I question why certain children get it. Why others don’t? There has to be some research done on precursors- a gene, a chromosome, a virus, a predisposition, something.

There has to be an answer. This is incredibly hard. I can’t explain nor describe the sickening feeling of dread and tight knots in my belly as I watch him on the monitor tonight. It’s like waiting, and knowing, that something really bad will happen.

It’s being ready with clothes on in case you need to go to hospital or call 911. It’s having a packed hospital bag hanging off your stairs banister near the door. It’s having more than 10 bottles of Children’s Tylenol and Advil and Motrin everywhere. It’s the constant, gnawing, persistent and ever-slow tapping on your nerves.  It’s the fervent prayer in the night as you sleep with one eye open while the other watches and counts every rise and fall of the chest. It’s my palm on his chest to check his heartbeat. My heartbeat. We are one and we are connected. I don’t know if I can do this.

If you are reading this and you know how it feels, please know you are not alone. It may be common but that doesn’t make it easier. It may be minor but that doesn’t make it any simpler for us to digest or comprehend. It may be transient or temporary but it is no less traumatizing.

I am left with PTSD as a result of his seizures. I am always anxious and scared to be away from him. I hate the fever/seizure watch with a passion.

I am but a former shadow of myself. I used to be brave and so strong. Now, I am fearful that I will lose one of the sweetest gifts God ever granted me.

Please keep me in your thoughts. And keep him in your thoughts as well.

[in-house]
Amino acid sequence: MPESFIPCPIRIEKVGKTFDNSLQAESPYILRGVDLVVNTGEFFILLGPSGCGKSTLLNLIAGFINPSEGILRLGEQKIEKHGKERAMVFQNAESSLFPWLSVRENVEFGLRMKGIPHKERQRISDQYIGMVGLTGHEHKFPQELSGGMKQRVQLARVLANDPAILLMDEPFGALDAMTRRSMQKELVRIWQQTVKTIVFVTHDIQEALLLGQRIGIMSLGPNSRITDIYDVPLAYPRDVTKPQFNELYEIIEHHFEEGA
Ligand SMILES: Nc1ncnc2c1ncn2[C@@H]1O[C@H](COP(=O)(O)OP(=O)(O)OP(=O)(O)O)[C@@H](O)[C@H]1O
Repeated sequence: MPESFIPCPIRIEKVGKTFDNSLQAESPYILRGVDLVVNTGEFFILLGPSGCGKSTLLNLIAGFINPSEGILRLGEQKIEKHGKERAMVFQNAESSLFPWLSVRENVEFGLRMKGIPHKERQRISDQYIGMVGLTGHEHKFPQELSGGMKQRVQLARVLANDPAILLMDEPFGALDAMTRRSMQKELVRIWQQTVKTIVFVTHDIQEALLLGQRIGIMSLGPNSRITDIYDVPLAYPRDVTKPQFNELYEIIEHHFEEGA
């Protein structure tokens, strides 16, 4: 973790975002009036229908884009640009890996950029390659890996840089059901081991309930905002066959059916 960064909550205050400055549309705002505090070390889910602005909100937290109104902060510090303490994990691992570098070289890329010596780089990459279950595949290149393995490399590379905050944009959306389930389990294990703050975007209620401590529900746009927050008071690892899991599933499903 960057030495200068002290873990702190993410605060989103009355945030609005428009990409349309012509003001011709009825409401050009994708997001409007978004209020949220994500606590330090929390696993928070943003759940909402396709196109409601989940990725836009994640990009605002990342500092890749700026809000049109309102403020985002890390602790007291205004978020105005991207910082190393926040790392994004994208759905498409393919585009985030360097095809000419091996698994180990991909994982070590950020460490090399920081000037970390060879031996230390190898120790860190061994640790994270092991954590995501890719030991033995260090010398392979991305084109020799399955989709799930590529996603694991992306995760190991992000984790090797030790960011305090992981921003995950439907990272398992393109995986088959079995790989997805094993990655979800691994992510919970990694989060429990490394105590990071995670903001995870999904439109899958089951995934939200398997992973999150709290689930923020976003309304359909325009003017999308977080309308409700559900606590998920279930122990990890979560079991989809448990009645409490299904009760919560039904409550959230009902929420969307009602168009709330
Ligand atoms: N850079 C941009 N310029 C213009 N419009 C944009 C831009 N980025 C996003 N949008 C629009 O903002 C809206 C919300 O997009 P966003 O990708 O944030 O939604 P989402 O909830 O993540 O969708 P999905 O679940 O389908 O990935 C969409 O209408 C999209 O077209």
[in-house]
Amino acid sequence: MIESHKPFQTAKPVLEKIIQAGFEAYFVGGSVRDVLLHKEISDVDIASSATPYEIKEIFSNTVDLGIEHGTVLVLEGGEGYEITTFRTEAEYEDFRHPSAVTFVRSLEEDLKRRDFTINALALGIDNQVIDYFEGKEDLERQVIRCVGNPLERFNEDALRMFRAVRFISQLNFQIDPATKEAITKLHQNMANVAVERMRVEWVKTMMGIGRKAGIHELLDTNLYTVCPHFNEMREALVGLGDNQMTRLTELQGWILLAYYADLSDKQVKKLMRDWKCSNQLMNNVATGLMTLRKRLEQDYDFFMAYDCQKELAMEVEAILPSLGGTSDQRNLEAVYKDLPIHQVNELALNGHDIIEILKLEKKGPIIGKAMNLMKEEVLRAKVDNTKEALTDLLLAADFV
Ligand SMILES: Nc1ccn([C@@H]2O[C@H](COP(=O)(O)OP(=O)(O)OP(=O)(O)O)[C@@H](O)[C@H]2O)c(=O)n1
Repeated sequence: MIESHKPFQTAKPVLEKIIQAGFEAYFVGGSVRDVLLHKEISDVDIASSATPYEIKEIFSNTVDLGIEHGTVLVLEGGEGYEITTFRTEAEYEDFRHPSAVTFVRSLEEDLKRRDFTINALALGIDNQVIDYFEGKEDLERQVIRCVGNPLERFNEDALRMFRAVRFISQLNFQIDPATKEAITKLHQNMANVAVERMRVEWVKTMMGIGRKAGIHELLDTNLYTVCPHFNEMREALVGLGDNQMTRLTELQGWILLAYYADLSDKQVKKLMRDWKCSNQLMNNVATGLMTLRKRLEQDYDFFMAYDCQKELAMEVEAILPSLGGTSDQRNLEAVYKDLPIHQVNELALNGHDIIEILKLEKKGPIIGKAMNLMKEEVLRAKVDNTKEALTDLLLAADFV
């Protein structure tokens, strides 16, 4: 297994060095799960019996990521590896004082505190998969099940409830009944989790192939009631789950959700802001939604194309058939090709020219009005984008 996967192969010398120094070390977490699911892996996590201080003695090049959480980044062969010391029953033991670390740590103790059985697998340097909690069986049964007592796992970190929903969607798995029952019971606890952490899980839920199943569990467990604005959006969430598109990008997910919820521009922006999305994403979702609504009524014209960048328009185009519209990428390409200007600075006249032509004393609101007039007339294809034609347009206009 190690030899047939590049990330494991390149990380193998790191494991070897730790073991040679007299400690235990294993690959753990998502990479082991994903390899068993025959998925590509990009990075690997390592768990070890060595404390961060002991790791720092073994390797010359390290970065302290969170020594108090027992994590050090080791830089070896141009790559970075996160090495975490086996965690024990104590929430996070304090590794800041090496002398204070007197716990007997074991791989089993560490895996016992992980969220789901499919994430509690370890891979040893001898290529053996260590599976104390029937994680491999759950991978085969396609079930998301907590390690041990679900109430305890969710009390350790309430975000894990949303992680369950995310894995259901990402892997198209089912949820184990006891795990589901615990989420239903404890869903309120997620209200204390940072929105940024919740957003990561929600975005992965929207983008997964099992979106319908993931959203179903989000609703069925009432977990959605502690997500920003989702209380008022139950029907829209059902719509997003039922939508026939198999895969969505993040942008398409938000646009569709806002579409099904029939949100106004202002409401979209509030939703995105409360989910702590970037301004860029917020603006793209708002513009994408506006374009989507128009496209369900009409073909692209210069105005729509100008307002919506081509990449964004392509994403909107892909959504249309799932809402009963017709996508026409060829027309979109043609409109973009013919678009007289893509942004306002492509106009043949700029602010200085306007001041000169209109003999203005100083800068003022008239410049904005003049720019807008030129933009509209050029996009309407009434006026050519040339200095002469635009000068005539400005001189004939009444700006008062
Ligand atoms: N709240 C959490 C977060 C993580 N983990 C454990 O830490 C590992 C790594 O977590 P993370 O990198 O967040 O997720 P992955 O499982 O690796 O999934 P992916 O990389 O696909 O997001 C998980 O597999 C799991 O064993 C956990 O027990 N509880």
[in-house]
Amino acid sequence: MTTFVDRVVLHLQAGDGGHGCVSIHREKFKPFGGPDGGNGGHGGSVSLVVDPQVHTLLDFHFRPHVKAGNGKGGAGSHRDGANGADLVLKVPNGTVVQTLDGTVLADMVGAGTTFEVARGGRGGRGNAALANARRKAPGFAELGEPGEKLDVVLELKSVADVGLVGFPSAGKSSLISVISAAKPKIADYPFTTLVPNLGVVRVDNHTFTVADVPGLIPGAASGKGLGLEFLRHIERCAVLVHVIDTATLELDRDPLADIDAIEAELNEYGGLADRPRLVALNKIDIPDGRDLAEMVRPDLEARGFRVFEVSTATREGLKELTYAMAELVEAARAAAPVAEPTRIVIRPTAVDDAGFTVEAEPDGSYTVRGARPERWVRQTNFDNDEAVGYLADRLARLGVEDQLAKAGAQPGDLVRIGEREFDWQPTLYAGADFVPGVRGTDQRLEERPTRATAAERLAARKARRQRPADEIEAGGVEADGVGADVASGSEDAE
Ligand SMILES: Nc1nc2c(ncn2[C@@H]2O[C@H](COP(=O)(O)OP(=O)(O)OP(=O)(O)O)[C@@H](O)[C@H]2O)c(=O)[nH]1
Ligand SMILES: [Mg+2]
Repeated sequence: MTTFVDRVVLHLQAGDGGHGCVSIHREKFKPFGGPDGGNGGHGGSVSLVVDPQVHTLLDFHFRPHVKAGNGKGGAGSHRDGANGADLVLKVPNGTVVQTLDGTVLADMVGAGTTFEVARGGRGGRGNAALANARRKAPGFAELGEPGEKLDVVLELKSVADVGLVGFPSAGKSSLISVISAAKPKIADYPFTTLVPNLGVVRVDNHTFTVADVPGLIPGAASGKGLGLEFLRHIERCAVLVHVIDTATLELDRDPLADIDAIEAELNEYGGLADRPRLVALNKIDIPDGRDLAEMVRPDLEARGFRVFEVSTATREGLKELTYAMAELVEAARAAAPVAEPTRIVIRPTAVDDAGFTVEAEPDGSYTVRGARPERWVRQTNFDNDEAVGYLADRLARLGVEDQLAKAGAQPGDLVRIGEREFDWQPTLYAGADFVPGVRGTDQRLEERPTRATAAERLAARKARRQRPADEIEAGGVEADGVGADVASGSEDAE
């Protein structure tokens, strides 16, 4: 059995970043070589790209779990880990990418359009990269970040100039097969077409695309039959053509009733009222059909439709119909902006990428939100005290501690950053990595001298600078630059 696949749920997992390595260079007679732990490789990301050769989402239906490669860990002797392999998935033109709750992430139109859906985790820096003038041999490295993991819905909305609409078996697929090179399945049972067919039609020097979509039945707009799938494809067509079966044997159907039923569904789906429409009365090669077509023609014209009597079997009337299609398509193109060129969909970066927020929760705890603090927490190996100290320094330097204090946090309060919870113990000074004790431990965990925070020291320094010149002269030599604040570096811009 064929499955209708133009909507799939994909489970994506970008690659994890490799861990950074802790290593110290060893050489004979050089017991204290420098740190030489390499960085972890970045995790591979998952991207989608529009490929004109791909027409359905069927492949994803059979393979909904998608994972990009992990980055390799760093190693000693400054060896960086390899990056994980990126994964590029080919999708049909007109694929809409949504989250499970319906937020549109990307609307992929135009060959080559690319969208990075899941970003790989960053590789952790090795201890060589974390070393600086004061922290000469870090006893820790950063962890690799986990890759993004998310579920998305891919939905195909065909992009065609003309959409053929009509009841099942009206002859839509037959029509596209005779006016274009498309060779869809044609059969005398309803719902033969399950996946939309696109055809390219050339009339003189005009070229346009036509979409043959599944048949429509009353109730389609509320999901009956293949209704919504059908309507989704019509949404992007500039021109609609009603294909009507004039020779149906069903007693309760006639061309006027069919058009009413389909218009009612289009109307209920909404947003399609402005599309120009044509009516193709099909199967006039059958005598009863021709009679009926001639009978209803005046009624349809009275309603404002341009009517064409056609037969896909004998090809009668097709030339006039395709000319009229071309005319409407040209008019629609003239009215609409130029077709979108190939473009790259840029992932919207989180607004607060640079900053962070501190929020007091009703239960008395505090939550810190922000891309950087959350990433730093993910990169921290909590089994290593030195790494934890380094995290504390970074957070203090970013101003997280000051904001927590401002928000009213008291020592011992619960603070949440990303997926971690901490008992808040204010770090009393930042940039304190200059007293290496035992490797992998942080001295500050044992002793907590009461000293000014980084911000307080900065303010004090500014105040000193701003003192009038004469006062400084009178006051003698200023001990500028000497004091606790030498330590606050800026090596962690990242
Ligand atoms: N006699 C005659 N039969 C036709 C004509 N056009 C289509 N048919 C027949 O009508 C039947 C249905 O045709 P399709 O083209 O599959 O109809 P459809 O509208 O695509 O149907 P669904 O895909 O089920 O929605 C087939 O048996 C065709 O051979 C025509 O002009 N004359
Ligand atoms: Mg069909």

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Momming is Hard…

imagesCAWJ7Y37 But seriously…Momming is hard you guys. I really reflected on it the other day as I swiped up on my Facebook timeline and read all the concerns and questions of moms who really just want to do the best for their baby. It’s a whirlwind of confusion and queries.

I wake up randomly and ask questions like “Did all three of my kids get all the shots they needed?” or “Do we need a Pediatrician instead of a Family Doctor?” or “Why is my almost-three-year-old not potty trained- is it me or him?”

These questions haunt me and it stands to reason that I think many questions of vast varieties haunt every mom out there. So I wanted to address some common questions here with some answers that I think will add levity and humour to the situation:

  1. Am I being a good mom when I leave my kids and go out with my girlfriends? Yes. You need to leave them to miss them and they need to adjust to others responding to their needs. Daddy or grandparents or babysitter can help them just fine. Have your glass of whatever-it-is with you girls because you have earned it!
  2. Is it normal to feel this guilty when leaving my baby at daycare? Yes. What’s not normal is dropping baby off and running away yelling “Start the Car honey, the deed is done!” (Full Disclosure: No one ever does that at our childcare centre but it would be funny). Of course it is normal, oftentimes it is more distressing for the mother than the baby!